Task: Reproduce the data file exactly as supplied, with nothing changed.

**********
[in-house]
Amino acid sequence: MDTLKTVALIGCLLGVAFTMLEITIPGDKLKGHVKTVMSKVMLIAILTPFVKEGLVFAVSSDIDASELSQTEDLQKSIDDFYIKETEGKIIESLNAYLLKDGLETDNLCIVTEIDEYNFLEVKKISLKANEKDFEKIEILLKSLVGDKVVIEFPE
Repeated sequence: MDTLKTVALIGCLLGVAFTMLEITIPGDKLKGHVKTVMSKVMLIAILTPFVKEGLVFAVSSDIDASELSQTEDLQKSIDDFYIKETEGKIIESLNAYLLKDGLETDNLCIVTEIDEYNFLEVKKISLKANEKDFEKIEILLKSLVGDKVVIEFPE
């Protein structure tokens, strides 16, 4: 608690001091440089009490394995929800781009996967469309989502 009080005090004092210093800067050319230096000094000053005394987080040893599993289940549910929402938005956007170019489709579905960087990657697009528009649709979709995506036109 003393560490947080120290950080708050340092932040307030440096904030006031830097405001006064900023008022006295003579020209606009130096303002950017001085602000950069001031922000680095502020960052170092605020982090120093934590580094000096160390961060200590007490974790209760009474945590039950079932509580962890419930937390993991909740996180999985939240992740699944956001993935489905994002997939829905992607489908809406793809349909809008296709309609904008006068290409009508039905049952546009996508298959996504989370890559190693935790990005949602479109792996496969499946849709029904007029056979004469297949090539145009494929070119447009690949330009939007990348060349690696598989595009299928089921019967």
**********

[in-house]
Amino acid sequence: MDTLKTVALIGCLLGVAFTMLEITIPGDKLKGHVKTVMSKVMLIAILTPFVKEGLVFAVSSDIDASELSQTEDLQKSIDDFYIKETEGKIIESLNAYLLKDGLETDNLCIVTEIDEYNFLEVKKISLKANEKDFEKIEILLKSLVGDKVVIEFPE
Repeated sequence: MDTLKTVALIGCLLGVAFTMLEITIPGDKLKGHVKTVMSKVMLIAILTPFVKEGLVFAVSSDIDASELSQTEDLQKSIDDFYIKETEGKIIESLNAYLLKDGLETDNLCIVTEIDEYNFLEVKKISLKANEKDFEKIEILLKSLVGDKVVIEFPE
């Protein structure tokens, strides 16, 4: 608690001091440089009490394995929800781009996967469309989502 009080005090004092210093800067050319230096000094000053005394987080040893599993289940549910929402938005956007170019489709579905960087990657697009528009649709979709995506036109 003393560490947080120290950080708050340092932040307030440096904030006031830097405001006064900023008022006295003579020209606009130096303002950017001085602000950069001031922000680095502020960052170092605020982090120093934590580094000096160390961060200590007490974790209760009474945590039950079932509580962890419930937390993991909740996180999985939240992740699944956001993935489905994002997939829905992607489908809406793809349909809008296709309609904008006068290409009508039905049952546009996508298959996504989370890559190693935790990005949602479109792996496969499946849709029904007029056979004469297949090539145009494929070119447009690949330009939007990348060349690696598989595009299928089921019967």